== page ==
First provide a summary of the paper, and then address the following
criteria: Quality, clarity, originality and significance. (For detailed
reviewing guidelines, see
http://nips.cc/PaperInformation/ReviewerInstructions)
This paper addresses the problem of kway
Jaccardbased similarity search. To do so, the authors show that minwise
hashing is efficient to address the problem of kway cNN search. The
development they propose is a direct extension of the one known for
pairwise similarities. The extension to other efficient similarities
through the PGF transformation is also a direct extension of prior work.
The work presented here is well conducted, clear and of good
quality. At the same time, the focus on the Jaccard similarity for sets
limits the applicability and the impact of the method. It is not common at
all to use presence/absence representations in text mining applications
(as the Google set and webspam problems) and the work would be more
interesting if different similarities were considered. Regarding the
experiments performed, for the Google set problem, I did not find the
words obtained by the 3way similarity really better than the ones
obtained by the standard Google algorithm. For the retrieval experiments,
it seems obvious that the kway (k > 2) methods will perform better
than the pairwise one, as they use more information (x_1 and x_2,
sometimes x_3 vs x_1 only). This experiment is not really convincing and
does not show the utility of kway similarity as compared to say an
average of pairwise similarities. Q2: Please summarize
your review in 12 sentences
If the work is interesting, it represents a direct
extension of previous studies and is limited in its scope.
Q1:Author
rebuttal: Please respond to any concerns raised in the reviews. There are
no constraints on how you want to argue your case, except for the fact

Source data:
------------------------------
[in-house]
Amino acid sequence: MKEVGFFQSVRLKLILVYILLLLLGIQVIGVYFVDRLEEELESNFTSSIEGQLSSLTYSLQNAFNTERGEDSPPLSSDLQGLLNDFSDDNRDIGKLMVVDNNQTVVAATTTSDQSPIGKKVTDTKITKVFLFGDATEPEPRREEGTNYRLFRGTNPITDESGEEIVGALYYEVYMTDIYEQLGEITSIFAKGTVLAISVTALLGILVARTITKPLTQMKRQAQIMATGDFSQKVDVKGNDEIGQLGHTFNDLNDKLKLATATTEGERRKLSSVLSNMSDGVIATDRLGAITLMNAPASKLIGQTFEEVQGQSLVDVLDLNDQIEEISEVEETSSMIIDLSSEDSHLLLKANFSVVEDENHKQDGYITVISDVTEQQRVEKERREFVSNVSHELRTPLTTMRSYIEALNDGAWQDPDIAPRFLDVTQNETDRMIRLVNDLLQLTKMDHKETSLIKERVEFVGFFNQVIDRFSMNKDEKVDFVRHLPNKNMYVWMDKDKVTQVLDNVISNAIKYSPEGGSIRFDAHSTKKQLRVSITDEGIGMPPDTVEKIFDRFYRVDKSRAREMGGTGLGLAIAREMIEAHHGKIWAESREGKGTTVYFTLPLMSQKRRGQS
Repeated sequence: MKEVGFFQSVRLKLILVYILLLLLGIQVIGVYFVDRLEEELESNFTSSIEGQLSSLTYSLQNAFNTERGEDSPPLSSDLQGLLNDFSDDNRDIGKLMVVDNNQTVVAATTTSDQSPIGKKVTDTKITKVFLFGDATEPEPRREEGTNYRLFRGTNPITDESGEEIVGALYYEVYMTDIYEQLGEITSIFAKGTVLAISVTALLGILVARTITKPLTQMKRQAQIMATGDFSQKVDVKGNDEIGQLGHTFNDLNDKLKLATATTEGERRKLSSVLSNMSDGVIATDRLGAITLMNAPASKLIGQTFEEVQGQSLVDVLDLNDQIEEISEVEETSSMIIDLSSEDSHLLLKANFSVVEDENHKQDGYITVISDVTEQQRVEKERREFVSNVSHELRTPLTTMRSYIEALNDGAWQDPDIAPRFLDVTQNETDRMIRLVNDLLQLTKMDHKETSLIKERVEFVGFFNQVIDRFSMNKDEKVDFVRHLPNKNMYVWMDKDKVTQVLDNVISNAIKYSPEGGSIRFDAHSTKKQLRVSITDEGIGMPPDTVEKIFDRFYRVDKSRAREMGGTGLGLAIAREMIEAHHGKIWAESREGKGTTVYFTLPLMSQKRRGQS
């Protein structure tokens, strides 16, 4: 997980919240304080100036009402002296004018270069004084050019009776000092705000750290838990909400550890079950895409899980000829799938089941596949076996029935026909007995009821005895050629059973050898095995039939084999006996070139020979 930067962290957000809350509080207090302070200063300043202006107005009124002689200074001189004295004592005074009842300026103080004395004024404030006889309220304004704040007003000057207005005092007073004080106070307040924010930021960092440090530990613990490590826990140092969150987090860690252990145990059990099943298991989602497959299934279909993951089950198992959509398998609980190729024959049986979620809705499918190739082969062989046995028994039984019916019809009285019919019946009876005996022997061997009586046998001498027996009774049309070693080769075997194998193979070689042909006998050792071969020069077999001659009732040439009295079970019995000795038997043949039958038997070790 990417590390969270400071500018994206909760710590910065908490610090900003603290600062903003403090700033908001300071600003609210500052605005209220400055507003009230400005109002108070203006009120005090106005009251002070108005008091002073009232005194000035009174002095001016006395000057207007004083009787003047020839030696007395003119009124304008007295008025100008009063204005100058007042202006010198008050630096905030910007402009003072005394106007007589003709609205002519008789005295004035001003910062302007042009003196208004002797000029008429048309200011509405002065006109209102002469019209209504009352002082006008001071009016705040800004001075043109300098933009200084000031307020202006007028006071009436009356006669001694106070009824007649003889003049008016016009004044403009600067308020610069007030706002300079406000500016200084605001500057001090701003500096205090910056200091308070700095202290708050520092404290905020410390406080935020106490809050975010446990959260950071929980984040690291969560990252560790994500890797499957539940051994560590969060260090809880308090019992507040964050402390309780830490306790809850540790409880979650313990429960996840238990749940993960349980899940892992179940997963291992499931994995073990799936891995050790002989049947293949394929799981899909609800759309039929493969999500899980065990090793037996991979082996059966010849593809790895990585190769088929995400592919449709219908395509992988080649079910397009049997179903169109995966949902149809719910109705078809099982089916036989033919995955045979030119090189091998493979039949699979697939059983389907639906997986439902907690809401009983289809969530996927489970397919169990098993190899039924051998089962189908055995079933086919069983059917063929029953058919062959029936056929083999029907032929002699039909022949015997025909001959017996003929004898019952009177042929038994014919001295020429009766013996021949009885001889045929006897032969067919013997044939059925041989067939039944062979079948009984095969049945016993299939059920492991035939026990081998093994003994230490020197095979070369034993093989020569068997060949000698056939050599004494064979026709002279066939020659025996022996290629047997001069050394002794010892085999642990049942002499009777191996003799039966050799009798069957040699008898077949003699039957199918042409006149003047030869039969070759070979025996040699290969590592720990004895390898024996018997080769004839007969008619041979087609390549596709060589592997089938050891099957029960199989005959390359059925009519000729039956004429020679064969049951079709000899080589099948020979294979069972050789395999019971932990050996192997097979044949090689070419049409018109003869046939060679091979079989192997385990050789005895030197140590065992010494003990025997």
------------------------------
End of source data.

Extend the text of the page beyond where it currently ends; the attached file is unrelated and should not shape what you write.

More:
that your text should be limited to a maximum of 6000 characters. Note
however that reviewers and area chairs are very busy and may not read long
vague rebuttals. It is in your own interest to be concise and to the
point.
Dear Reviewers. Thank you all for the efforts and
encouraging comments. Your constructive inputs will be carefully
considered.
Assigned_Reviewer_5:
Q:> The Google
set experiment is interesting, but instead of "Sum Resemblance", perhaps
the correct function is something that can simulate the conjunction (i.e.,
w1 is similar to w AND w2 is similar to w). >> We appreciate
reviewers concern here, and in fact it is a very interesting question to
find a function which simulates the notion of “AND” well.
If we
are constrained with notion of similarity being pairwise (which is the
case with current literature) there is not much we can do. The most
intuitive way is either to combine the similarity using addition ("Sum
Resemblance" in the paper) or use pairwise retrieval for each w_1 and w_2
and do the intersection of top results (PI method in the paper)
Let us say we have found such “ideal” objective which combines
similarity between w1 and w2 in the best possible way, we must also ensure
that searching with such objective should be efficient. We all agree that
efficiency is very crucial in search. Even linear algorithms are
prohibitive with the size of web. It should be noted that there is no
known provable sublinear algorithm even for a very simple looking “Sum
Resemblance".
3way resemblance is a very intuitive higher orders
similarity, which seems to models the notion of “AND” better than other
intuitive pairwise approaches and at the same time it is sublinear to
search.
Assigned_Reviewer_6:
Q:>I did not
find the words obtained by the 3way similarity really better than the
ones obtained by the standard Google algorithm. >> Our aim was
to demonstrate the applicability of 3way similarity for the Google sets
application over other similarity measures and not to beat Google’s
original algorithm which most likely is much complicated and uses lot more